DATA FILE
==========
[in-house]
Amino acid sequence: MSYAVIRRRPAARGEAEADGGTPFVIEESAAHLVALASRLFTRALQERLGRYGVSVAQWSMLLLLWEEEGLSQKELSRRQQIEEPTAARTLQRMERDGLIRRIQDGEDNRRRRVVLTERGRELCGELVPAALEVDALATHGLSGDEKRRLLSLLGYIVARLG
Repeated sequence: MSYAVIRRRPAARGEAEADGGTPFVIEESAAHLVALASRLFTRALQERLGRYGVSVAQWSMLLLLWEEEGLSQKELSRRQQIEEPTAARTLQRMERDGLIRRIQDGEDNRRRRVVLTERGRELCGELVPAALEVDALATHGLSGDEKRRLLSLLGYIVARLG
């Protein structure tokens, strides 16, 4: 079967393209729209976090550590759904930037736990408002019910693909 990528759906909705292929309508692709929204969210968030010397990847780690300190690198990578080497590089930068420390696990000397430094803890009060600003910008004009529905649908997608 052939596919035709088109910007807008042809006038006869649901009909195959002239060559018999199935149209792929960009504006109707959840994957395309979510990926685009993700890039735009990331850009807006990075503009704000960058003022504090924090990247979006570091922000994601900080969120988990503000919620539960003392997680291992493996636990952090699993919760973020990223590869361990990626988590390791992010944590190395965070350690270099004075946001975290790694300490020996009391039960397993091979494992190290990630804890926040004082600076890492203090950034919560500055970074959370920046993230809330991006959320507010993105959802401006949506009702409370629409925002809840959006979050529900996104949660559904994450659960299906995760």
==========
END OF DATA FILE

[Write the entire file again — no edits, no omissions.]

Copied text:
[in-house]
Amino acid sequence: MSYAVIRRRPAARGEAEADGGTPFVIEESAAHLVALASRLFTRALQERLGRYGVSVAQWSMLLLLWEEEGLSQKELSRRQQIEEPTAARTLQRMERDGLIRRIQDGEDNRRRRVVLTERGRELCGELVPAALEVDALATHGLSGDEKRRLLSLLGYIVARLG
Repeated sequence: MSYAVIRRRPAARGEAEADGGTPFVIEESAAHLVALASRLFTRALQERLGRYGVSVAQWSMLLLLWEEEGLSQKELSRRQQIEEPTAARTLQRMERDGLIRRIQDGEDNRRRRVVLTERGRELCGELVPAALEVDALATHGLSGDEKRRLLSLLGYIVARLG
């Protein structure tokens, strides 16, 4: 079967393209729209976090550590759904930037736990408002019910693909 990528759906909705292929309508692709929204969210968030010397990847780690300190690198990578080497590089930068420390696990000397430094803890009060600003910008004009529905649908997608 052939596919035709088109910007807008042809006038006869649901009909195959002239060559018999199935149209792929960009504006109707959840994957395309979510990926685009993700890039735009990331850009807006990075503009704000960058003022504090924090990247979006570091922000994601900080969120988990503000919620539960003392997680291992493996636990952090699993919760973020990223590869361990990626988590390791992010944590190395965070350690270099004075946001975290790694300490020996009391039960397993091979494992190290990630804890926040004082600076890492203090950034919560500055970074959370920046993230809330991006959320507010993105959802401006949506009702409370629409925002809840959006979050529900996104949660559904994450659960299906995760």